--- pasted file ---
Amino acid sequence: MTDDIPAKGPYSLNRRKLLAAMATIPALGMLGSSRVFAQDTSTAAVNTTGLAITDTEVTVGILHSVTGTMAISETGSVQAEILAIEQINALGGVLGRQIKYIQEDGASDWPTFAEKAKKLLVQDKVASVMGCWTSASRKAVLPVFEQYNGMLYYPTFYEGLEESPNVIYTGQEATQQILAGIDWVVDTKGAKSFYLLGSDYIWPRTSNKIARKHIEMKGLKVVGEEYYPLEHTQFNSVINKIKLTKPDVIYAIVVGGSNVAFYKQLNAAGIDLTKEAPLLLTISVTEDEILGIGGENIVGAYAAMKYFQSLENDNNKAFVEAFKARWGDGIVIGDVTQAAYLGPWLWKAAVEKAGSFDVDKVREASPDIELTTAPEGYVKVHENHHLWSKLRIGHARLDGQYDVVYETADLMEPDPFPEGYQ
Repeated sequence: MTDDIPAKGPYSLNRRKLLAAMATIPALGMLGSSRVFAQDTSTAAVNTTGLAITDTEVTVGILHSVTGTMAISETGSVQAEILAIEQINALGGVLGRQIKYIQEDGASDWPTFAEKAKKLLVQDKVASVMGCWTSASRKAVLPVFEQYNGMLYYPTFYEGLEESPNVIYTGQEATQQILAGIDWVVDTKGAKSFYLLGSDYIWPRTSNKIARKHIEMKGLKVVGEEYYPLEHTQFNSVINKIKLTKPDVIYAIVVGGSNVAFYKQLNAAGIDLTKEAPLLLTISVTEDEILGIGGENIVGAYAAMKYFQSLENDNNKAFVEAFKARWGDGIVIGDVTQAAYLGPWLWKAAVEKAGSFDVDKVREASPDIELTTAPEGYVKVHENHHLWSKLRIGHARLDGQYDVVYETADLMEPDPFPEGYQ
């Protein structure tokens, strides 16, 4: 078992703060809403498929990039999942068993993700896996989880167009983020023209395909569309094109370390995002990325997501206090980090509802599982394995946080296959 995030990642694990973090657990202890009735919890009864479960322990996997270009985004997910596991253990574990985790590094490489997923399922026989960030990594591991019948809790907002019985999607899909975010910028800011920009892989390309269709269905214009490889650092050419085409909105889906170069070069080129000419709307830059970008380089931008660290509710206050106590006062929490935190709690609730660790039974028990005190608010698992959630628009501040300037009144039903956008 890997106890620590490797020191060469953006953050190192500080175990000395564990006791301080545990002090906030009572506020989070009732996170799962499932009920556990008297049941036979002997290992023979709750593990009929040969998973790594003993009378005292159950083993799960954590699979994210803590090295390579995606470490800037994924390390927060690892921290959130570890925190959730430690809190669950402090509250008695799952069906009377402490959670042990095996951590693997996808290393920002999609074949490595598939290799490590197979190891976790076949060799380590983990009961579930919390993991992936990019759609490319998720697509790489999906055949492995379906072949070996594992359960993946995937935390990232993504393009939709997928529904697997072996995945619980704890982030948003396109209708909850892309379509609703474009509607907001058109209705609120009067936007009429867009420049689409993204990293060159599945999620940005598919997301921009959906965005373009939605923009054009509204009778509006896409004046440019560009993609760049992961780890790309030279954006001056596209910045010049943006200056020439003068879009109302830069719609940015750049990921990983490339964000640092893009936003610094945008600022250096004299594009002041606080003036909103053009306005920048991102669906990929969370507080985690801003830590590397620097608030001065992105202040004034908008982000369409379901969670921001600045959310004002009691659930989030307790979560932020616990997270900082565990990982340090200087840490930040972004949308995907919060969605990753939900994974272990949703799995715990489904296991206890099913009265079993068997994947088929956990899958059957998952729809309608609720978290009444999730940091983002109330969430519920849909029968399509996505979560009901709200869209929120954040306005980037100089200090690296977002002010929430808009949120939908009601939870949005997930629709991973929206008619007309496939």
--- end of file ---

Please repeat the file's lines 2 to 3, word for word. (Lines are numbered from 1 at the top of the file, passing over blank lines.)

Repeated sequence: MTDDIPAKGPYSLNRRKLLAAMATIPALGMLGSSRVFAQDTSTAAVNTTGLAITDTEVTVGILHSVTGTMAISETGSVQAEILAIEQINALGGVLGRQIKYIQEDGASDWPTFAEKAKKLLVQDKVASVMGCWTSASRKAVLPVFEQYNGMLYYPTFYEGLEESPNVIYTGQEATQQILAGIDWVVDTKGAKSFYLLGSDYIWPRTSNKIARKHIEMKGLKVVGEEYYPLEHTQFNSVINKIKLTKPDVIYAIVVGGSNVAFYKQLNAAGIDLTKEAPLLLTISVTEDEILGIGGENIVGAYAAMKYFQSLENDNNKAFVEAFKARWGDGIVIGDVTQAAYLGPWLWKAAVEKAGSFDVDKVREASPDIELTTAPEGYVKVHENHHLWSKLRIGHARLDGQYDVVYETADLMEPDPFPEGYQ
């Protein structure tokens, strides 16, 4: 078992703060809403498929990039999942068993993700896996989880167009983020023209395909569309094109370390995002990325997501206090980090509802599982394995946080296959 995030990642694990973090657990202890009735919890009864479960322990996997270009985004997910596991253990574990985790590094490489997923399922026989960030990594591991019948809790907002019985999607899909975010910028800011920009892989390309269709269905214009490889650092050419085409909105889906170069070069080129000419709307830059970008380089931008660290509710206050106590006062929490935190709690609730660790039974028990005190608010698992959630628009501040300037009144039903956008 890997106890620590490797020191060469953006953050190192500080175990000395564990006791301080545990002090906030009572506020989070009732996170799962499932009920556990008297049941036979002997290992023979709750593990009929040969998973790594003993009378005292159950083993799960954590699979994210803590090295390579995606470490800037994924390390927060690892921290959130570890925190959730430690809190669950402090509250008695799952069906009377402490959670042990095996951590693997996808290393920002999609074949490595598939290799490590197979190891976790076949060799380590983990009961579930919390993991992936990019759609490319998720697509790489999906055949492995379906072949070996594992359960993946995937935390990232993504393009939709997928529904697997072996995945619980704890982030948003396109209708909850892309379509609703474009509607907001058109209705609120009067936007009429867009420049689409993204990293060159599945999620940005598919997301921009959906965005373009939605923009054009509204009778509006896409004046440019560009993609760049992961780890790309030279954006001056596209910045010049943006200056020439003068879009109302830069719609940015750049990921990983490339964000640092893009936003610094945008600022250096004299594009002041606080003036909103053009306005920048991102669906990929969370507080985690801003830590590397620097608030001065992105202040004034908008982000369409379901969670921001600045959310004002009691659930989030307790979560932020616990997270900082565990990982340090200087840490930040972004949308995907919060969605990753939900994974272990949703799995715990489904296991206890099913009265079993068997994947088929956990899958059957998952729809309608609720978290009444999730940091983002109330969430519920849909029968399509996505979560009901709200869209929120954040306005980037100089200090690296977002002010929430808009949120939908009601939870949005997930629709991973929206008619007309496939």